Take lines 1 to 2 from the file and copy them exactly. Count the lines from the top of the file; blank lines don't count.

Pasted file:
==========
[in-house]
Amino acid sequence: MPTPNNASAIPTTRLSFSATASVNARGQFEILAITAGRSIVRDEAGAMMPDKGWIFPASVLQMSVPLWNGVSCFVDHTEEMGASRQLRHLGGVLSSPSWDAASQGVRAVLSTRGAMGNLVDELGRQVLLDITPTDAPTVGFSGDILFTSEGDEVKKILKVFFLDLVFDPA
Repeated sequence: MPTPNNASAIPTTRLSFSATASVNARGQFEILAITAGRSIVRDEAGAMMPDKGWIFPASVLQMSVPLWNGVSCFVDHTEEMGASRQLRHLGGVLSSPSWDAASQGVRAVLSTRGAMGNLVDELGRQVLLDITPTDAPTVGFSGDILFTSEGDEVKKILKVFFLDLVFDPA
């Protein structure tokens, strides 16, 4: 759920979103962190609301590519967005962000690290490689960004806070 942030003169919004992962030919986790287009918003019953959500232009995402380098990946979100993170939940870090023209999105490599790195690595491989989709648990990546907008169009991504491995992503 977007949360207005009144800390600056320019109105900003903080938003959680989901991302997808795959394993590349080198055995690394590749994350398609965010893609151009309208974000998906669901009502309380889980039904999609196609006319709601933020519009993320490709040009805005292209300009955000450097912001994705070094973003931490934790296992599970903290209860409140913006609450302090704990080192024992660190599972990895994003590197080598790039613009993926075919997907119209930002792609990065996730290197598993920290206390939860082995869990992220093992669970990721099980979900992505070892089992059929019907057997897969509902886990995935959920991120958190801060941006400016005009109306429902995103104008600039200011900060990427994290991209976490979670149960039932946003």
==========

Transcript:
[in-house]
Amino acid sequence: MPTPNNASAIPTTRLSFSATASVNARGQFEILAITAGRSIVRDEAGAMMPDKGWIFPASVLQMSVPLWNGVSCFVDHTEEMGASRQLRHLGGVLSSPSWDAASQGVRAVLSTRGAMGNLVDELGRQVLLDITPTDAPTVGFSGDILFTSEGDEVKKILKVFFLDLVFDPA